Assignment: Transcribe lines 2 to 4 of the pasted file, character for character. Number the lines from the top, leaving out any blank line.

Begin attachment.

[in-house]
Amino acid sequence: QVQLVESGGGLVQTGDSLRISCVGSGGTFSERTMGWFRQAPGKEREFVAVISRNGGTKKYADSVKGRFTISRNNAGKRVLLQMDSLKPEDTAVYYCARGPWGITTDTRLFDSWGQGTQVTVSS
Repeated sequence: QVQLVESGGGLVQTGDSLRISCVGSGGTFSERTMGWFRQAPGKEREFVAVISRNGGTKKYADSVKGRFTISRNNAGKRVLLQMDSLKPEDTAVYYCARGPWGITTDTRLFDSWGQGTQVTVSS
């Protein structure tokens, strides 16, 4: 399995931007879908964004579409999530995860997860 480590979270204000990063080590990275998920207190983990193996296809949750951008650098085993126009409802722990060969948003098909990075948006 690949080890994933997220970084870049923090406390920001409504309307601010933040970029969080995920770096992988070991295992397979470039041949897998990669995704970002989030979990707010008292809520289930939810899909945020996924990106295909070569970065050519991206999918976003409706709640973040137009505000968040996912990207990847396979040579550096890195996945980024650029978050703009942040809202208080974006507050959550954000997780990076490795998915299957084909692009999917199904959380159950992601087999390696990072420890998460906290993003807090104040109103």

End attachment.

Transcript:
Amino acid sequence: QVQLVESGGGLVQTGDSLRISCVGSGGTFSERTMGWFRQAPGKEREFVAVISRNGGTKKYADSVKGRFTISRNNAGKRVLLQMDSLKPEDTAVYYCARGPWGITTDTRLFDSWGQGTQVTVSS
Repeated sequence: QVQLVESGGGLVQTGDSLRISCVGSGGTFSERTMGWFRQAPGKEREFVAVISRNGGTKKYADSVKGRFTISRNNAGKRVLLQMDSLKPEDTAVYYCARGPWGITTDTRLFDSWGQGTQVTVSS
């Protein structure tokens, strides 16, 4: 399995931007879908964004579409999530995860997860 480590979270204000990063080590990275998920207190983990193996296809949750951008650098085993126009409802722990060969948003098909990075948006 690949080890994933997220970084870049923090406390920001409504309307601010933040970029969080995920770096992988070991295992397979470039041949897998990669995704970002989030979990707010008292809520289930939810899909945020996924990106295909070569970065050519991206999918976003409706709640973040137009505000968040996912990207990847396979040579550096890195996945980024650029978050703009942040809202208080974006507050959550954000997780990076490795998915299957084909692009999917199904959380159950992601087999390696990072420890998460906290993003807090104040109103």